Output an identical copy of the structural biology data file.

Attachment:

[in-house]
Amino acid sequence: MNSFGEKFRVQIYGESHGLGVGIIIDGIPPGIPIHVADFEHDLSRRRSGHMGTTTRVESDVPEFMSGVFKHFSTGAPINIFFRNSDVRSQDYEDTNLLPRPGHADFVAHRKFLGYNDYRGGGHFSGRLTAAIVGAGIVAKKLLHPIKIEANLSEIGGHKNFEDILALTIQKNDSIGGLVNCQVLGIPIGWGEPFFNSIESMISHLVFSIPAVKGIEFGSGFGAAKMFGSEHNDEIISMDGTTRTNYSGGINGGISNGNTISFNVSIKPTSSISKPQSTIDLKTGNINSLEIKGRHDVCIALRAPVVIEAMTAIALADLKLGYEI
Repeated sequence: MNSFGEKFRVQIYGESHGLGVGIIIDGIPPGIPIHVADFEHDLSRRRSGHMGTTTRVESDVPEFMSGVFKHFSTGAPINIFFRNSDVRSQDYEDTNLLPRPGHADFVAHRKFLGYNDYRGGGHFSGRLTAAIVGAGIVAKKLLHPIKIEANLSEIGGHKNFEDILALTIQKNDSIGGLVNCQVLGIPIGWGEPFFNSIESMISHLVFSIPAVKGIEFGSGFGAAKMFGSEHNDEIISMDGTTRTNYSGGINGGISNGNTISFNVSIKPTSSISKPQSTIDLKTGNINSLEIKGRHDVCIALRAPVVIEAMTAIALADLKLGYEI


[in-house]
Amino acid sequence: MNSFGEKFRVQIYGESHGLGVGIIIDGIPPGIPIHVADFEHDLSRRRSGHMGTTTRVESDVPEFMSGVFKHFSTGAPINIFFRNSDVRSQDYEDTNLLPRPGHADFVAHRKFLGYNDYRGGGHFSGRLTAAIVGAGIVAKKLLHPIKIEANLSEIGGHKNFEDILALTIQKNDSIGGLVNCQVLGIPIGWGEPFFNSIESMISHLVFSIPAVKGIEFGSGFGAAKMFGSEHNDEIISMDGTTRTNYSGGINGGISNGNTISFNVSIKPTSSISKPQSTIDLKTGNINSLEIKGRHDVCIALRAPVVIEAMTAIALADLKLGYEI
Repeated sequence: MNSFGEKFRVQIYGESHGLGVGIIIDGIPPGIPIHVADFEHDLSRRRSGHMGTTTRVESDVPEFMSGVFKHFSTGAPINIFFRNSDVRSQDYEDTNLLPRPGHADFVAHRKFLGYNDYRGGGHFSGRLTAAIVGAGIVAKKLLHPIKIEANLSEIGGHKNFEDILALTIQKNDSIGGLVNCQVLGIPIGWGEPFFNSIESMISHLVFSIPAVKGIEFGSGFGAAKMFGSEHNDEIISMDGTTRTNYSGGINGGISNGNTISFNVSIKPTSSISKPQSTIDLKTGNINSLEIKGRHDVCIALRAPVVIEAMTAIALADLKLGYEI